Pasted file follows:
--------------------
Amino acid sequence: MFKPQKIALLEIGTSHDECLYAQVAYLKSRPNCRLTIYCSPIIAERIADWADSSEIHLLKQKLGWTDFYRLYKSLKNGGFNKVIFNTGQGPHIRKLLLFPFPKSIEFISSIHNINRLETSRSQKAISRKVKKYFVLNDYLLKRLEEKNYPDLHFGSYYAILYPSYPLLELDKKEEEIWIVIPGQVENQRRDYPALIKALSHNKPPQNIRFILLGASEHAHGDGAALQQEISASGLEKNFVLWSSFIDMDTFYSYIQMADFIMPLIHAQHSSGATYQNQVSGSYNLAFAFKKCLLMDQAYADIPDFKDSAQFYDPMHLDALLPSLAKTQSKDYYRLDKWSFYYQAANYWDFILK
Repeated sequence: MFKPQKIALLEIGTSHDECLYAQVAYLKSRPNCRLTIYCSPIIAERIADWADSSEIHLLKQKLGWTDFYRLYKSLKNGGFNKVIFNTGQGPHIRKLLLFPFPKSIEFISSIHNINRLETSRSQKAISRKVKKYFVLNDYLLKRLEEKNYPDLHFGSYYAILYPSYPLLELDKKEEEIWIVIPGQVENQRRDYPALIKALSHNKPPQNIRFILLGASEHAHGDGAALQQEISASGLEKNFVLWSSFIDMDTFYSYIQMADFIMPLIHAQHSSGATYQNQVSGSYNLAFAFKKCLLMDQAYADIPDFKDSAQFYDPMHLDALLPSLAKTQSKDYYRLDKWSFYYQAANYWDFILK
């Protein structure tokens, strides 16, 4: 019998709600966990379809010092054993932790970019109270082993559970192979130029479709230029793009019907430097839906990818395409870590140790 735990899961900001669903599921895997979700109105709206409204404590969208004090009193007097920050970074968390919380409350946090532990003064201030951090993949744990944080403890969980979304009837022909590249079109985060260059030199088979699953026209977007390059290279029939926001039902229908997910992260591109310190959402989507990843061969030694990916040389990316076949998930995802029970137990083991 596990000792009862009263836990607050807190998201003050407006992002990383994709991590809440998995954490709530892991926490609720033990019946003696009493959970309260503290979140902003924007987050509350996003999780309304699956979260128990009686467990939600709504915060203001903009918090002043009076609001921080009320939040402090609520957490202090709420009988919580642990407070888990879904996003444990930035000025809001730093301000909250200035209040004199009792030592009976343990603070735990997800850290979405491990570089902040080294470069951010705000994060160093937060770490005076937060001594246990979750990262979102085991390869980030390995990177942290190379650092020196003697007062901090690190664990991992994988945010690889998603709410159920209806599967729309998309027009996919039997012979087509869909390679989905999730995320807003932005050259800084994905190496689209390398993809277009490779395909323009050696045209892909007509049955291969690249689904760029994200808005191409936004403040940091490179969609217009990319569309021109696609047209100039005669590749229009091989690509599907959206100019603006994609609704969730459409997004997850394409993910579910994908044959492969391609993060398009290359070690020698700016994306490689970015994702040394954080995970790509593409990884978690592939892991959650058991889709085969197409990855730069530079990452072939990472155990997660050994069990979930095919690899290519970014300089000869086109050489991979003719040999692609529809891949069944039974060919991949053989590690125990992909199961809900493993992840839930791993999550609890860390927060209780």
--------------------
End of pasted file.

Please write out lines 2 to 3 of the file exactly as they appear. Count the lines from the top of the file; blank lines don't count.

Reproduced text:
Repeated sequence: MFKPQKIALLEIGTSHDECLYAQVAYLKSRPNCRLTIYCSPIIAERIADWADSSEIHLLKQKLGWTDFYRLYKSLKNGGFNKVIFNTGQGPHIRKLLLFPFPKSIEFISSIHNINRLETSRSQKAISRKVKKYFVLNDYLLKRLEEKNYPDLHFGSYYAILYPSYPLLELDKKEEEIWIVIPGQVENQRRDYPALIKALSHNKPPQNIRFILLGASEHAHGDGAALQQEISASGLEKNFVLWSSFIDMDTFYSYIQMADFIMPLIHAQHSSGATYQNQVSGSYNLAFAFKKCLLMDQAYADIPDFKDSAQFYDPMHLDALLPSLAKTQSKDYYRLDKWSFYYQAANYWDFILK
């Protein structure tokens, strides 16, 4: 019998709600966990379809010092054993932790970019109270082993559970192979130029479709230029793009019907430097839906990818395409870590140790 735990899961900001669903599921895997979700109105709206409204404590969208004090009193007097920050970074968390919380409350946090532990003064201030951090993949744990944080403890969980979304009837022909590249079109985060260059030199088979699953026209977007390059290279029939926001039902229908997910992260591109310190959402989507990843061969030694990916040389990316076949998930995802029970137990083991 596990000792009862009263836990607050807190998201003050407006992002990383994709991590809440998995954490709530892991926490609720033990019946003696009493959970309260503290979140902003924007987050509350996003999780309304699956979260128990009686467990939600709504915060203001903009918090002043009076609001921080009320939040402090609520957490202090709420009988919580642990407070888990879904996003444990930035000025809001730093301000909250200035209040004199009792030592009976343990603070735990997800850290979405491990570089902040080294470069951010705000994060160093937060770490005076937060001594246990979750990262979102085991390869980030390995990177942290190379650092020196003697007062901090690190664990991992994988945010690889998603709410159920209806599967729309998309027009996919039997012979087509869909390679989905999730995320807003932005050259800084994905190496689209390398993809277009490779395909323009050696045209892909007509049955291969690249689904760029994200808005191409936004403040940091490179969609217009990319569309021109696609047209100039005669590749229009091989690509599907959206100019603006994609609704969730459409997004997850394409993910579910994908044959492969391609993060398009290359070690020698700016994306490689970015994702040394954080995970790509593409990884978690592939892991959650058991889709085969197409990855730069530079990452072939990472155990997660050994069990979930095919690899290519970014300089000869086109050489991979003719040999692609529809891949069944039974060919991949053989590690125990992909199961809900493993992840839930791993999550609890860390927060209780």